Chapter 15
Insurance and indemnity

15.1An additional issue to those raised in the Issues Paper is the availability of insurance and indemnification to a defendant to meet the costs of defending pecuniary penalty proceedings, and any penalty imposed. A number of legislative design questions arise, including:

15.2Statutory liability insurance policies cover breaches of statutes such as the Building Act 2004, the Resource Management Act 1991 and the Health and Safety in Employment Act 1992, subject to any policy exclusions for intentional conduct379 and any statutory restrictions.380 The terms of these policies may also extend to liability incurred under pecuniary penalty statutes, depending on policy wording and construction.
15.3The rationale for providing such insurance is to manage individual risk of personal liability:381

In its absence, capable and talented individuals may be unwilling to join boards of directors, particularly as non-executive directors, or may become excessively risk averse on boards, to the detriment of the individual company and the broader commercial community. D & O [Directors and Officers] insurance also recognises that company officers may become personally liable in circumstances where they have scant moral responsibility … On the other hand however, there is a legitimate public policy concern that, in certain circumstances, the availability of D & O insurance can negate the very reasons why personal liability rather than merely corporate liability is imposed.

15.4The absence of specific provisions in the pecuniary penalty statute confirming whether a penalty may be insured or indemnified against creates uncertainties for regulators and market participants, as the existing law concerning insurance or indemnities for criminal liability is not necessarily fit for purpose in the context of pecuniary penalties. Reserving the issue for analysis by the courts where the issue arises in a particular case does not provide sufficient regulatory certainty.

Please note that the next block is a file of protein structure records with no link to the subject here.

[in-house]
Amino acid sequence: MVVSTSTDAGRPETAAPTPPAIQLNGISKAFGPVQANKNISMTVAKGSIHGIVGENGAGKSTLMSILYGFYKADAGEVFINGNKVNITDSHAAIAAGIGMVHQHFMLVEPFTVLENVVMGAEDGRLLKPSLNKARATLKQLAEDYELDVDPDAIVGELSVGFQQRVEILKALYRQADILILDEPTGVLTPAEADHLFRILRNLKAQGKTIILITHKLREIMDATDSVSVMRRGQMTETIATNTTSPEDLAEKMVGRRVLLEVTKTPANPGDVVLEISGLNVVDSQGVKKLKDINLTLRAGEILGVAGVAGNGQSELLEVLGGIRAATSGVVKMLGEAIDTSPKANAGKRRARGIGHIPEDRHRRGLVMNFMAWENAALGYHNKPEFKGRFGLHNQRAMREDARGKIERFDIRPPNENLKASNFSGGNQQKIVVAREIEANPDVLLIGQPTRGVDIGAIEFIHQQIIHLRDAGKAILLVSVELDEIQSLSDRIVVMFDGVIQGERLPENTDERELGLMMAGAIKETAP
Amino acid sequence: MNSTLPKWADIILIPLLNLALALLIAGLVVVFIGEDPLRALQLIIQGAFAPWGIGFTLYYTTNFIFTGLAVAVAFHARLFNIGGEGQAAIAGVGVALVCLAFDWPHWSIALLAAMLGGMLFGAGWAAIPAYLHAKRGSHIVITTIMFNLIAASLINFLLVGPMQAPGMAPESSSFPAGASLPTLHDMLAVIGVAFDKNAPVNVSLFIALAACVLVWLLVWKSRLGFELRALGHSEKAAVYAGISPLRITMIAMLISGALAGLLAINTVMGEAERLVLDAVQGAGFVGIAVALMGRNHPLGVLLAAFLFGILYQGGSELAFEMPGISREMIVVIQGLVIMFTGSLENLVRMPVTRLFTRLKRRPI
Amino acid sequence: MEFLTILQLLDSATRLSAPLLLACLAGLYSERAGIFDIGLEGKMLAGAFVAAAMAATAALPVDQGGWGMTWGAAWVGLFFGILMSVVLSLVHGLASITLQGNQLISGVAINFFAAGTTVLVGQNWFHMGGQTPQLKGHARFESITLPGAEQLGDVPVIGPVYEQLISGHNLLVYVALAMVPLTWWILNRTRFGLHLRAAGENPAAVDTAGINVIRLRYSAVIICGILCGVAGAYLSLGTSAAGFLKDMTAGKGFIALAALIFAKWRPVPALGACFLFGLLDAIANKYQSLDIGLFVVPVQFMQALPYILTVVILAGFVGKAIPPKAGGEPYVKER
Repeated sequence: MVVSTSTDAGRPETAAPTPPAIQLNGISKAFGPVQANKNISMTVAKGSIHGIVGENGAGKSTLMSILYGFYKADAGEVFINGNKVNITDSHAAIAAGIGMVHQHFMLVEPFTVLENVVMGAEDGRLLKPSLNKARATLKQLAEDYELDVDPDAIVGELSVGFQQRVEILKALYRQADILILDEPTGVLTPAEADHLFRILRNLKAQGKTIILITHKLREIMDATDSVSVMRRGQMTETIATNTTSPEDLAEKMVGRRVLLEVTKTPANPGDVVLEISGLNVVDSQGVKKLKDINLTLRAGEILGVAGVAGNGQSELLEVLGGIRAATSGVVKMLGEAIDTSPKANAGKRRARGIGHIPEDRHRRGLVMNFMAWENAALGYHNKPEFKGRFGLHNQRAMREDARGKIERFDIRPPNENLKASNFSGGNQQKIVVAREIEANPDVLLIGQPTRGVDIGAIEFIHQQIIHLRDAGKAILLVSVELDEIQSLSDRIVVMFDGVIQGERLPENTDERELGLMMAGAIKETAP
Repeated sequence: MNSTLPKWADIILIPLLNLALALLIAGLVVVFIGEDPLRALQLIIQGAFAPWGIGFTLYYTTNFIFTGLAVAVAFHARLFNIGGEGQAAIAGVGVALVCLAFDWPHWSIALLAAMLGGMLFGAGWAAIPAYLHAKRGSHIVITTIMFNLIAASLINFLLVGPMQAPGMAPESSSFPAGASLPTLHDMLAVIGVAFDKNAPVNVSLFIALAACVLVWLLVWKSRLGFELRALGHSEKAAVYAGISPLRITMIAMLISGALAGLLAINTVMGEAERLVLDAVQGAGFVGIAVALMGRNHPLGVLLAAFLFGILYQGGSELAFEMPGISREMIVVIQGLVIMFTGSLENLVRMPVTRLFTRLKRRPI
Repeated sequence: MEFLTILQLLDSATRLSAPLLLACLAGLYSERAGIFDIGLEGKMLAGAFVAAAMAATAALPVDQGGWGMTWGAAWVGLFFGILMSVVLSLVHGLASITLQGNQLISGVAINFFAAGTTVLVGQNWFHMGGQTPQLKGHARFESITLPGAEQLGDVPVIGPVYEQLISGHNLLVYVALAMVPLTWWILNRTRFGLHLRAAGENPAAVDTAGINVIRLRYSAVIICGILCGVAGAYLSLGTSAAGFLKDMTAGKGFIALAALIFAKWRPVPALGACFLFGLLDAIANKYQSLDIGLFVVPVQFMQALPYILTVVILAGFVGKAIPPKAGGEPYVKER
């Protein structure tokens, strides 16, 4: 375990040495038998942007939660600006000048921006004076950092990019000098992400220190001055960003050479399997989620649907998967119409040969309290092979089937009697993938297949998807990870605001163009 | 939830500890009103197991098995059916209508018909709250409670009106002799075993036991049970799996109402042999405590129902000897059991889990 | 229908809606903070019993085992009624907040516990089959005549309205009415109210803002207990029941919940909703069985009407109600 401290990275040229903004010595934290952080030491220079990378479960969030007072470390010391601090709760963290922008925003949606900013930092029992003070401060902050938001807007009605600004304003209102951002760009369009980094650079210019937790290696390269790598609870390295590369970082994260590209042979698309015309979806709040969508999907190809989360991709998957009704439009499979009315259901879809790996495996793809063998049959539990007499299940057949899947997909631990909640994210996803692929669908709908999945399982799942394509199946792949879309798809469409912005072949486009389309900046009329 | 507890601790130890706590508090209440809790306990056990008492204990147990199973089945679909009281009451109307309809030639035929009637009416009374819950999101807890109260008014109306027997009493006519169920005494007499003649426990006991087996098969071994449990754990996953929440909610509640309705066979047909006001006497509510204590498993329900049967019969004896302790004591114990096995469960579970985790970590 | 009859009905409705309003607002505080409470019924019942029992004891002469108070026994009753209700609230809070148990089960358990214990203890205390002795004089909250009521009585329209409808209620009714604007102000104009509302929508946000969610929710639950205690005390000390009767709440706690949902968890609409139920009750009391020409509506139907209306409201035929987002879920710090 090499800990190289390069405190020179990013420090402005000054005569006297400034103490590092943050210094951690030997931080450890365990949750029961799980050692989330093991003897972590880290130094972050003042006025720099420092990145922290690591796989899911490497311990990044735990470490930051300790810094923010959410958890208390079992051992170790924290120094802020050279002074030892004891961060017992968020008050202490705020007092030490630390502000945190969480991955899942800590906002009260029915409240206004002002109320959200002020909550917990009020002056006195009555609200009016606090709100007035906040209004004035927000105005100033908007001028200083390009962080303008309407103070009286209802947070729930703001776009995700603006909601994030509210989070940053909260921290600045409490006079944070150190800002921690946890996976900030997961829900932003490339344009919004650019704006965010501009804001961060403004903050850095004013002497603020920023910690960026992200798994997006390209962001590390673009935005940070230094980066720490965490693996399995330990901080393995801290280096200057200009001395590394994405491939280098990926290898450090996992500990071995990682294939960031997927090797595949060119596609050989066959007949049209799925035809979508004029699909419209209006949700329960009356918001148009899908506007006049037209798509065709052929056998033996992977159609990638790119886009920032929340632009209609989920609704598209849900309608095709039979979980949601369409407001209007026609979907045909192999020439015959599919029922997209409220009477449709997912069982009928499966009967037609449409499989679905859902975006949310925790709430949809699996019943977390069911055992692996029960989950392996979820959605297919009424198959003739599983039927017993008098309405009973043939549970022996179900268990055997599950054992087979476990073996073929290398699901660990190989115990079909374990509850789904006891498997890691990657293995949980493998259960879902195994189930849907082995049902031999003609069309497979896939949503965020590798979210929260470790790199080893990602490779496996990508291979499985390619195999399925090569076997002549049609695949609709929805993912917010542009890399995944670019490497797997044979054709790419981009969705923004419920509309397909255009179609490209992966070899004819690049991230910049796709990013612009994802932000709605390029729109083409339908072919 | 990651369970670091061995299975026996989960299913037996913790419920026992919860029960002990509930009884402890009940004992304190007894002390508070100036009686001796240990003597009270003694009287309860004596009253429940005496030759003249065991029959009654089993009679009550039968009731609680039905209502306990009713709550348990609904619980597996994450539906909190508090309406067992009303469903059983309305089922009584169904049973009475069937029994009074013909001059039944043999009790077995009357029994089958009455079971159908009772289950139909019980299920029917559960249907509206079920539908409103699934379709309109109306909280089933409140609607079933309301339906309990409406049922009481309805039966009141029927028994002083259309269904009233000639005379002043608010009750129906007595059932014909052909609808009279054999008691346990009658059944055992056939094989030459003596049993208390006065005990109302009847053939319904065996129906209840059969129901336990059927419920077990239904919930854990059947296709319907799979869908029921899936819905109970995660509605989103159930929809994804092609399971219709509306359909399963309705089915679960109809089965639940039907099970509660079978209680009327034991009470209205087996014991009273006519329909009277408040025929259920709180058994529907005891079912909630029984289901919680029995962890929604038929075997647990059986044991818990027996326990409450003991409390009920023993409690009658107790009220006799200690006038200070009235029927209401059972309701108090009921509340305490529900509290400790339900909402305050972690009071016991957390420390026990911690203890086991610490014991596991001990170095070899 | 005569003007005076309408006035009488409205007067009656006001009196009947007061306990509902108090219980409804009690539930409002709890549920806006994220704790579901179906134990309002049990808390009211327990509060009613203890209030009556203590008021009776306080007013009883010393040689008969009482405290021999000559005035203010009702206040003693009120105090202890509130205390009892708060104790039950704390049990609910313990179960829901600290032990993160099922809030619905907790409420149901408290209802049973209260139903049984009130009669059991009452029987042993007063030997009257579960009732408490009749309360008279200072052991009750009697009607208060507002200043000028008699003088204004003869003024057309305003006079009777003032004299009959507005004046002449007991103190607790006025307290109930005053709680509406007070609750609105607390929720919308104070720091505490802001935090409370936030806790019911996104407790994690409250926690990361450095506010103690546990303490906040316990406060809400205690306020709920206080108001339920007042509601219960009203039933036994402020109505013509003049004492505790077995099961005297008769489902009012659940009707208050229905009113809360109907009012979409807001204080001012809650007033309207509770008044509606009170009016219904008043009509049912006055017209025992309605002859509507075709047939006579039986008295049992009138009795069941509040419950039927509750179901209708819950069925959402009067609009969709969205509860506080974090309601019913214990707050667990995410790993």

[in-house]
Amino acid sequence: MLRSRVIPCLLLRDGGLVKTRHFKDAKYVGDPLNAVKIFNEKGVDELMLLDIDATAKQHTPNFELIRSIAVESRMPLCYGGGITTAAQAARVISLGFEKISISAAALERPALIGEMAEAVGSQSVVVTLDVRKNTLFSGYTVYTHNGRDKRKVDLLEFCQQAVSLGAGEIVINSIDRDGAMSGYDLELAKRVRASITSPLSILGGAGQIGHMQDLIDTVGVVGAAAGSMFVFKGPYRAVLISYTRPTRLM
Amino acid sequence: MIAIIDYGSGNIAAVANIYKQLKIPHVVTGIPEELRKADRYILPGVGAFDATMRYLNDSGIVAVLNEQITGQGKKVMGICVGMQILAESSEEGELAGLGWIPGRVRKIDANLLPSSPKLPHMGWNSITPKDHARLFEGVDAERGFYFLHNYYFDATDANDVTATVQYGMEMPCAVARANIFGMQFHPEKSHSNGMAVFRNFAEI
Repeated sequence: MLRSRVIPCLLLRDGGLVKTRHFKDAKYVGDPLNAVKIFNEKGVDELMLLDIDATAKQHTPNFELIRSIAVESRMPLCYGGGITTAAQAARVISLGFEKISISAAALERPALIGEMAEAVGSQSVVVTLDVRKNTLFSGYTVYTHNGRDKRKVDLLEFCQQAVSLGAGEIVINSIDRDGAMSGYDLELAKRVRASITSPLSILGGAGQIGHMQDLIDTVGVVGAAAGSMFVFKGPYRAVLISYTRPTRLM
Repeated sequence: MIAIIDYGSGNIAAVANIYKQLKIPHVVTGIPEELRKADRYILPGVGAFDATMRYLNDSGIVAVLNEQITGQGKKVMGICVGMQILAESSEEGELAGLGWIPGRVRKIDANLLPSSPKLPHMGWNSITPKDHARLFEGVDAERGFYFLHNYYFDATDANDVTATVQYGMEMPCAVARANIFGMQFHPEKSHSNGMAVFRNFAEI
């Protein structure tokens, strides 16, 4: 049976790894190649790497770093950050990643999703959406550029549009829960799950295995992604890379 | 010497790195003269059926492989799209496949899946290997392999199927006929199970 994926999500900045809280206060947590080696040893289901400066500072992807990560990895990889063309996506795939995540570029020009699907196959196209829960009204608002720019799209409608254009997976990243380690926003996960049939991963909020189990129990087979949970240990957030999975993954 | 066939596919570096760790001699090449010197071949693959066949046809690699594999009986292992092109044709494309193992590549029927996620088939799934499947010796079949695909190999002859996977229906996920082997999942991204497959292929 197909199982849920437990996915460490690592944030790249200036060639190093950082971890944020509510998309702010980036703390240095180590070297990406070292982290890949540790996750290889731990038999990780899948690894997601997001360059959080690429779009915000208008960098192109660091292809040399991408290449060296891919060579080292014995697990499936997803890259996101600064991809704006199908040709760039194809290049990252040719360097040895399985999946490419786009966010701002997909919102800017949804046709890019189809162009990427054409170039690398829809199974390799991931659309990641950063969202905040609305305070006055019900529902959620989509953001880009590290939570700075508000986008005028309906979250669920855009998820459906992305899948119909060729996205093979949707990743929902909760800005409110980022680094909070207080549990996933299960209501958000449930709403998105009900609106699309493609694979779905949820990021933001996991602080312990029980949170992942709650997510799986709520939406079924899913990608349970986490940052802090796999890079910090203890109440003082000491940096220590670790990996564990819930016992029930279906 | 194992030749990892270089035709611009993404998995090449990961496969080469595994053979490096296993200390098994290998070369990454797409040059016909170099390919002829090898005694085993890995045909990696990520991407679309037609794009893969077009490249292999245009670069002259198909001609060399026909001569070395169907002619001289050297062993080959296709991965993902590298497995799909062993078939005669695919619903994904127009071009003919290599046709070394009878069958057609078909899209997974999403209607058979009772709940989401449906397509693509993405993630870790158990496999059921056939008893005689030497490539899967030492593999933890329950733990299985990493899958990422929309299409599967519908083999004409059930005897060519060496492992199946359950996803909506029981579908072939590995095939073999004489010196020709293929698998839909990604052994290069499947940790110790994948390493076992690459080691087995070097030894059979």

15.5This chapter examines the policy issues concerning indemnities and insurance for pecuniary penalties. We conclude that, for greater regulatory certainty, pecuniary penalty statutes should expressly provide that there is no bar on insurance or indemnification for pecuniary penalty liability, unless it is necessary to specify any prohibition or limitation in the context of the particular pecuniary penalty regime. Policymakers should consider whether there is any case to restrict the availability of insurance or indemnities, based on the underlying objectives of the particular regime.

378In relation to defendants who are officers or employees of the Crown, or a State sector defendant: see the discussion of public sector immunities at [19.60]–[19.65].
379For example, the exclusion of deliberate breaches of legislation from the coverage of a policy.
380For example, Health and Safety in Employment Act 1992, s 5(h), s 56I and s 50(1)(b); Health and Safety Reform Bill 2014 (192-1), cl 178. See also Commerce Act 1986, ss 80A and 80B.
381T F Bathurst (Chief Justice of the Supreme Court of New South Wales) “Insurance law – A view from the bench” (speech to Australian Insurance Lawyers Association National Conference, 19 September 2013) at [7]–[8].